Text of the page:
World’s most popular banana faces extinction. Can gene editing save it?

banana extinction

Suring the summer of 1989, Randy Ploetz was in his laboratory just south of Miami, when he received a package from Taiwan. Ploetz, who had earned his doctorate in plant pathology five years earlier, was collecting banana diseases and regularly received mysterious packages containing pathogens pulled out of the soil from far-flung plantations …. Ploetz realized …. was Tropical Race 4 (TR4) – a strain of the fungus Fusarium oxysporum cubense that lives in the soil, is impervious to pesticides, and kills banana plants by choking them of water and nutrients ….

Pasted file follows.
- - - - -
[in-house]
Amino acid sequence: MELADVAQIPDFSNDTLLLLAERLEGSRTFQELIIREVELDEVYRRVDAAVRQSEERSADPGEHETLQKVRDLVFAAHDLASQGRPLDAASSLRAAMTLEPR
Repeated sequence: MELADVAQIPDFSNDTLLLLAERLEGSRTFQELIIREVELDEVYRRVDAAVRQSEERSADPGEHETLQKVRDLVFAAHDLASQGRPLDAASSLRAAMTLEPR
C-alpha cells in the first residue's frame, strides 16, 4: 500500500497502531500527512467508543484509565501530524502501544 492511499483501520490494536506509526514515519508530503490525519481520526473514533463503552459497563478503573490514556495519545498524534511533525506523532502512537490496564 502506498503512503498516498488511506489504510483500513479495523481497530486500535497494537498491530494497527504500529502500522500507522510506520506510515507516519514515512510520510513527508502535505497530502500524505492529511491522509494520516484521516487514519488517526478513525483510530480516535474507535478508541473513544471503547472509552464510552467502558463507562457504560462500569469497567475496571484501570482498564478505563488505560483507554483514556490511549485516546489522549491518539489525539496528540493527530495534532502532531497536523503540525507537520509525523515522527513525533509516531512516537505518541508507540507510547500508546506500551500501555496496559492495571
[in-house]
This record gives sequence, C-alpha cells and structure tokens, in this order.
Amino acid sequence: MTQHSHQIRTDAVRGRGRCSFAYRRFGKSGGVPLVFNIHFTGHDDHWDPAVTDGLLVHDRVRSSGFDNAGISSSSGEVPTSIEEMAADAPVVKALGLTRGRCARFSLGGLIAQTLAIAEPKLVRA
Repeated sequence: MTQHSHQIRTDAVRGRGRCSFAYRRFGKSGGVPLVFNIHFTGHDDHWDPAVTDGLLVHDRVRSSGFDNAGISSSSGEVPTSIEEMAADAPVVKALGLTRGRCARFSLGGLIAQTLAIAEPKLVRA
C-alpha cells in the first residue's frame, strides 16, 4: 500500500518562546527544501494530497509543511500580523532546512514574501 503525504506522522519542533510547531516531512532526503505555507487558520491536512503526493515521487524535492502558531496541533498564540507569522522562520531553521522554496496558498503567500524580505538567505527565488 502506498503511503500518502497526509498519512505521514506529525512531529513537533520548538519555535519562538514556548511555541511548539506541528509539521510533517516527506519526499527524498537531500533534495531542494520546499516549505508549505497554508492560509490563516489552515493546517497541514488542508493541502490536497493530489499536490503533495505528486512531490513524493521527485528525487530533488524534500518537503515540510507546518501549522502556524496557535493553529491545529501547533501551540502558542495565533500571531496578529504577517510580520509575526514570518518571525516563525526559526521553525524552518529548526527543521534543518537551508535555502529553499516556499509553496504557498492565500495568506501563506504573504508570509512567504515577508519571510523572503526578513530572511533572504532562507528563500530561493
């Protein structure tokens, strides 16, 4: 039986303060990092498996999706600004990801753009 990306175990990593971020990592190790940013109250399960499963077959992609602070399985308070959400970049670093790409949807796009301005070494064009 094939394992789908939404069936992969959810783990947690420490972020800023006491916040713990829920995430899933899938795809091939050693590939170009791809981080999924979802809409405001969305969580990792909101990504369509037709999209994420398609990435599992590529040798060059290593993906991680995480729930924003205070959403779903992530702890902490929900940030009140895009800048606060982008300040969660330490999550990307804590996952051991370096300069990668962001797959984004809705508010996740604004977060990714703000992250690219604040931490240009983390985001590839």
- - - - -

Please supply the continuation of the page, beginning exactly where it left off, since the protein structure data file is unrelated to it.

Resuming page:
TR4 only affects a particular type of banana called the Cavendish …. named after a British nobleman who grew the exotic fruit in his greenhouses …. [It] makes up almost the entire [banana] export market.

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But the Cavendish has no defence against TR4 …. So far, Latin America, which grows almost all of the world’s export bananas – including those for the US and Europe – has escaped TR4. But, Ploetz says, it’s only a matter of time …. Faced with a crisis that could see the Cavendish gone forever, a handful of researchers are racing to use gene-editing to create a better banana and bring the world’s first TR4-resistant Cavendish to the market.

Read full, original article: The banana is dying. The race is on to reinvent it before it’s too late

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